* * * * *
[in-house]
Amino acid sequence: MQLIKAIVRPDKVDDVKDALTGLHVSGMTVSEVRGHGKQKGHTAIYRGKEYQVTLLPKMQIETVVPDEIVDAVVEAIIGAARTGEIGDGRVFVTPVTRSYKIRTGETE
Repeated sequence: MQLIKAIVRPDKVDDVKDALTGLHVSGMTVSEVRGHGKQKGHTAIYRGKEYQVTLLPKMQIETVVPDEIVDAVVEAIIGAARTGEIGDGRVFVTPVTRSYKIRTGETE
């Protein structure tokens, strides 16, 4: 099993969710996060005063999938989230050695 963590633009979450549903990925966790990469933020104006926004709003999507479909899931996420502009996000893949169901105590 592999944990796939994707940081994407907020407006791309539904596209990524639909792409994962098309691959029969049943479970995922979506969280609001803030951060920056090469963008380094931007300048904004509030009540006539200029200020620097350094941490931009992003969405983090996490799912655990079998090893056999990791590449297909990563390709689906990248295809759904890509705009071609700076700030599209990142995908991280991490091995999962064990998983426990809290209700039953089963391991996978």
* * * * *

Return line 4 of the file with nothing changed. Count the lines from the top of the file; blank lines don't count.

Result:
């Protein structure tokens, strides 16, 4: 099993969710996060005063999938989230050695 963590633009979450549903990925966790990469933020104006926004709003999507479909899931996420502009996000893949169901105590 592999944990796939994707940081994407907020407006791309539904596209990524639909792409994962098309691959029969049943479970995922979506969280609001803030951060920056090469963008380094931007300048904004509030009540006539200029200020620097350094941490931009992003969405983090996490799912655990079998090893056999990791590449297909990563390709689906990248295809759904890509705009071609700076700030599209990142995908991280991490091995999962064990998983426990809290209700039953089963391991996978």